Does clonazepam trigger rosacea - Doctor answers
Klonopin (clonazepam) belongs to a class of medications called benzodiazepines. They are also referred to as sedative-hypnotics & anxiolytics. These medications are used for a variety of indications to include anxiety, insomnia, muscle spasm, seizure, & alcohol withdrawal. All benzodiazepines including Clonazepam are potentially habit forming. Alcohol should be ...Read more
Is this rosacea? Irritated skin from reaction to a product. Didn't settle. Burning, warmth, redness. Dry skin. Now tingling and face is mildy red with some flushing in eves. Triggers:heat&emotion
Could be or allergy: If you have those symptoms as a reaction to a product it sounds more like allergy or allergic dermatitis. You may also have rosacea, which can result in flushing and facial redness especially with heat, stress or alcohol triggers. Either way you should see a dermatologist for evaluation and treatment. ...Read moreSee 2 more doctor answers
What next for rosacea? Metro gel completely ineffective. Getting worse. Small red bumps on cheeks. Triggers seem to be sun, exercise and hormones.
Diet can really help- certain foods like alcohol, coffee, spicy foods ; sugar tend to aggravate, while a diet rich in fruits ; vegetables can help- see http://bit. Ly/1iz45yv for more info. There are many natural therapies like creams with green tea, licorice ; other herbs- see http://altmedicine. About. Com/cs/treatments/a/rosacea.Htm
you may also benefit by consulting with a homeopath. ...Read more
Can doc tell the difference between ocular rosacea and an allergic reaction? (trigger uncertain.) Burning sensation. Prickly lids. Have facial rosacea
Can klonopin (clonazepam) trigger increased appitite? Do side effects include uncontrolled or binge eating?
Klonopin (clonazepam): Increase hunger has been reported. Not sure about the binging. Review with your doctor. ...Read more
Rosacea: Rosacea is often due to combination of following: genetic predisposition, sun exposure, possible demodex. Avoiding certain triggers may help (ie, spicy foods, hot drinks, and alcohol may cause flushing and should be avoided. Avoid smoking, sunlight and to extreme hot and cold temperatures, Red wine and chocolate). Rx of antibiotic creams or pills also help. See eyedoc2020@blogspot. Com for more. ...Read moreSee 1 more doctor answer
Rosacea: There are many treatment choices for rosacea depending on the severity and extent of symptoms. Available medical treatments include antibacterial washes, topical creams, antibiotic pills, lasers, pulsed-light therapies, photodynamic therapy, and isotretinoin. ...Read moreSee 3 more doctor answers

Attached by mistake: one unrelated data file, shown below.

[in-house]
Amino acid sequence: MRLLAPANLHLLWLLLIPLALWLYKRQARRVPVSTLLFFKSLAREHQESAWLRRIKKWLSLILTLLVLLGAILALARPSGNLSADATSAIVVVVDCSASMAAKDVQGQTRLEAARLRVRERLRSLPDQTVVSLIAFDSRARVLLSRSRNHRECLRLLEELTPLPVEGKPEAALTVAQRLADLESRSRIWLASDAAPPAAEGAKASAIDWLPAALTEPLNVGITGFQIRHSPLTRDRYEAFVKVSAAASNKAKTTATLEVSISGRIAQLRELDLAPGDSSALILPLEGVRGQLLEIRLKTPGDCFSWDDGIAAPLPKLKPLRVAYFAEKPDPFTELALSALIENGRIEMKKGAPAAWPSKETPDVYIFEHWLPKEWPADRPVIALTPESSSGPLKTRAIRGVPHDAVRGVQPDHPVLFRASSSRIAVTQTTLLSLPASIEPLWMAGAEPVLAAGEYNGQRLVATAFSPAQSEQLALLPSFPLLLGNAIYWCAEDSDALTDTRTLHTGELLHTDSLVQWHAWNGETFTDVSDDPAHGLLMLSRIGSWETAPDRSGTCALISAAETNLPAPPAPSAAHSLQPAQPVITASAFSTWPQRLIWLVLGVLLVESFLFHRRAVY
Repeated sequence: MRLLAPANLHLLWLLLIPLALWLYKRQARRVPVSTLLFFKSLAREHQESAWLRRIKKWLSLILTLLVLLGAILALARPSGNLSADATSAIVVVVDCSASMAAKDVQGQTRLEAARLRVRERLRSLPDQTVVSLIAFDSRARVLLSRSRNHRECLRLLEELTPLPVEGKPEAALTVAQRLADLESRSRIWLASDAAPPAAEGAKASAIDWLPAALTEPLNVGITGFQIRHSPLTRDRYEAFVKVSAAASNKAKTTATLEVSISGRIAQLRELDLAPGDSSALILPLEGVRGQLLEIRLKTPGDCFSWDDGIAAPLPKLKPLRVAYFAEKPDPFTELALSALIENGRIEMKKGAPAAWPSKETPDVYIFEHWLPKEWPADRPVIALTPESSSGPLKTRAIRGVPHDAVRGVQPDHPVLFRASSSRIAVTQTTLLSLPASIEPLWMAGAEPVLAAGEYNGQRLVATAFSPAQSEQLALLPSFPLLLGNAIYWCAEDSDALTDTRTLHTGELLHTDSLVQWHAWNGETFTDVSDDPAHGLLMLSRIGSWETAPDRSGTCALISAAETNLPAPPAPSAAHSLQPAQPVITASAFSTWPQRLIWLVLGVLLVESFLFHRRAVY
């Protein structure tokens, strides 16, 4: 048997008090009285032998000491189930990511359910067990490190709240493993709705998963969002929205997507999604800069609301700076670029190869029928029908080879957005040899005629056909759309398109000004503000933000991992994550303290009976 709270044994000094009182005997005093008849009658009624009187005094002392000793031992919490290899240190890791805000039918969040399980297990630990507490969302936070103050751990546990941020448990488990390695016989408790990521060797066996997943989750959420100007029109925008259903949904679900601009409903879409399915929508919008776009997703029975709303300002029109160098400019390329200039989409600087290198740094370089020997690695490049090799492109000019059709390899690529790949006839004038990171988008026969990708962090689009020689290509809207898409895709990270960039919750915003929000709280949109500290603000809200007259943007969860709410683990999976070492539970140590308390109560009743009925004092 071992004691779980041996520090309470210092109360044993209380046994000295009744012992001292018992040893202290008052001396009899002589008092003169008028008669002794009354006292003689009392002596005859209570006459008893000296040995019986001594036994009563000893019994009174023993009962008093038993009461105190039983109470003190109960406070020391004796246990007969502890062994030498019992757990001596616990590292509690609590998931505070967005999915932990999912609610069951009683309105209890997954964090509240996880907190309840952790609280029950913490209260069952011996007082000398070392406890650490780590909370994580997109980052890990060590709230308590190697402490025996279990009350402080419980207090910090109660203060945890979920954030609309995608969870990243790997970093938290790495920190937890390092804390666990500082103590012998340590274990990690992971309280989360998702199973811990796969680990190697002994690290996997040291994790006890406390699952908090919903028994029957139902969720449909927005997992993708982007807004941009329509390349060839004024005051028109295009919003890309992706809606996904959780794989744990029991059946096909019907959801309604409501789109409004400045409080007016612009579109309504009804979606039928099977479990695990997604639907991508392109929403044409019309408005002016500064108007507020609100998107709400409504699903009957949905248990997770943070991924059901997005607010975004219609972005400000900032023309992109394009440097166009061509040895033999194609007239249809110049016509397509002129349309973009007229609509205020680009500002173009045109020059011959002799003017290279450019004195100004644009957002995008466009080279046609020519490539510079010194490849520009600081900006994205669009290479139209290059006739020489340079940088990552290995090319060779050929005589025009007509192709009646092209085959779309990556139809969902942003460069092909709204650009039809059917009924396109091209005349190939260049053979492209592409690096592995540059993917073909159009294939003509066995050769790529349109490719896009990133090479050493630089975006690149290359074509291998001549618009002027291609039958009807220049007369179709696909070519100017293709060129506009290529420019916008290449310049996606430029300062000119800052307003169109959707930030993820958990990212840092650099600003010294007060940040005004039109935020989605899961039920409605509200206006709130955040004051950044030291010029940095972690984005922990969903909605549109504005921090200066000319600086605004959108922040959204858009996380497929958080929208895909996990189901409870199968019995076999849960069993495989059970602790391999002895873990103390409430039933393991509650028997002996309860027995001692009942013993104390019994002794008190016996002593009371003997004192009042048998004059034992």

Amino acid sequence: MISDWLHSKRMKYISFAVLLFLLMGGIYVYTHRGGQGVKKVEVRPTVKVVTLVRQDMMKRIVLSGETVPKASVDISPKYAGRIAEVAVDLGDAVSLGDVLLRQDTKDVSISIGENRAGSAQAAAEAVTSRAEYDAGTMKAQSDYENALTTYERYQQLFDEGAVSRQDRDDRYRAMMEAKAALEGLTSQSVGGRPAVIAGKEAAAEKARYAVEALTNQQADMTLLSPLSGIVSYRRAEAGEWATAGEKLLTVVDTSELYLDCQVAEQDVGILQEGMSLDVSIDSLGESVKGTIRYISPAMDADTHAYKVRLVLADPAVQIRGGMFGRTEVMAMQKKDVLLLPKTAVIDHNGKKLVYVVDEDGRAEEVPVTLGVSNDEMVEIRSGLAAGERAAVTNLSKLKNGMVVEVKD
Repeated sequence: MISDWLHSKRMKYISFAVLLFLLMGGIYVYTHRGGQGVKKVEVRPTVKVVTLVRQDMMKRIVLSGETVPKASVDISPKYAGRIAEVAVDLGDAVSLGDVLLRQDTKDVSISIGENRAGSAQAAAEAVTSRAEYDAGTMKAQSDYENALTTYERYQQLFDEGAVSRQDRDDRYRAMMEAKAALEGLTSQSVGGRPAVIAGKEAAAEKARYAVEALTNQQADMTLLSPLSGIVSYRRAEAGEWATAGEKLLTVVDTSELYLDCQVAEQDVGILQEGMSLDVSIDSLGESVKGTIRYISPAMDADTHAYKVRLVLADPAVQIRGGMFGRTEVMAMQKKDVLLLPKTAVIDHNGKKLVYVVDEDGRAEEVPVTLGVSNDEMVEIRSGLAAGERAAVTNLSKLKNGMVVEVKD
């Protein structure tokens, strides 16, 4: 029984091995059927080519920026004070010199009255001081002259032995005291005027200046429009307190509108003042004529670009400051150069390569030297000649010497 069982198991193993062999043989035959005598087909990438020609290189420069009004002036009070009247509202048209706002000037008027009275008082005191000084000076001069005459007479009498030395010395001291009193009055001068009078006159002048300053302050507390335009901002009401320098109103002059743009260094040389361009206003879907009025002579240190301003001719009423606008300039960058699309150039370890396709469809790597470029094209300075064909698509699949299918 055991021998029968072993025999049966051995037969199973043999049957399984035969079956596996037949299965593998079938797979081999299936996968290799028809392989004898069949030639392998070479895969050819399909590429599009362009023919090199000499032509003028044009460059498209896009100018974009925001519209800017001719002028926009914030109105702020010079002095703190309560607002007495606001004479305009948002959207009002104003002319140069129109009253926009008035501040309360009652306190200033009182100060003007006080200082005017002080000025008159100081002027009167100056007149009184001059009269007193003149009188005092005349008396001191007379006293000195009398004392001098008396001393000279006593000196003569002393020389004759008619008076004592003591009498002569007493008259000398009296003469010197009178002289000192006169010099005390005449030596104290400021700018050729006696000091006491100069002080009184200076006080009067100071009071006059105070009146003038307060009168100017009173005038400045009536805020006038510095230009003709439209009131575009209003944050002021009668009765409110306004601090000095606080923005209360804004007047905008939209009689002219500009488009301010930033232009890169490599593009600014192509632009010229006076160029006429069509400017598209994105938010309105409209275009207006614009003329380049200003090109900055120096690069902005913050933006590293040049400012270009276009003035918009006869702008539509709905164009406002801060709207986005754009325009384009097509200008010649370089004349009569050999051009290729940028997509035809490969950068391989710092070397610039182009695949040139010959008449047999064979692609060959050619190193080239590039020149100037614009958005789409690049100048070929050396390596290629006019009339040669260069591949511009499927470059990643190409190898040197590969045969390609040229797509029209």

Clinically: A dermatologist just needs a glance, and an experienced generalist can usually make the call. Occasionally it's questionable and the real decision in any case is, "Do we treat it, and if so, how? " Best wishes. ...Read more
Rosacea is a clinical diagnosis which is simply made by a medical professional. There is no specific diagnostic test. It can range from mild facial redness or progress to
pimples or icreased redness including the nose which can deveop a rhinopyma ("WC Fields nose).
Treatment can slow this process down ...Read more
Perhaps: The standard for rosacea includes avoiding any known "triggers" - that may include sun, foods, topical agents, etc. Beyond that, using sun protection and occasionally antibiotic therapy will help in some individuals. Trying "natural" products is prob fine, but results (as with any skincare) will vary - particularly with non-prescription agents. Hope this helps! ...Read moreSee 1 more doctor answer
Several things: Although anyone can develop rosacea, you may be at more risk if you have fair skin, light hair, and eye color. Are between the ages of 30 and 60, especially if you're going through menopause.Experience frequent flushing or blushinghave a family history of rosacea. Most people who suffer from this have "triggers" that set off the symptoms. These can be alcohol, spicy food or anxiety to name a few. ...Read moreSee 2 more doctor answers
Your MD will recommend the latest evidence based treatment and discuss the costs and risks. It doesn't matter how 'natural' it is if it doesn't work.
Remember, arsenic, botulinum toxin and Ebola are all natural.... but I wouldn't recommend you take any of them. ...Read more
Look at facial skin: Rosacea typically causes a reddish vascular discoloration of the affected tissues, usually in a "butterfly pattern" of the cheeks, nose, and central forehead. Certain skin bacteria can play a role in some patients, which is why topical antibiotics are often used. Severe or long-standing rosacea can cause skin thickening, cysts, and lead to rhinophyma. Rosacea is unrelated to alcohol use. ...Read moreSee 1 more doctor answer
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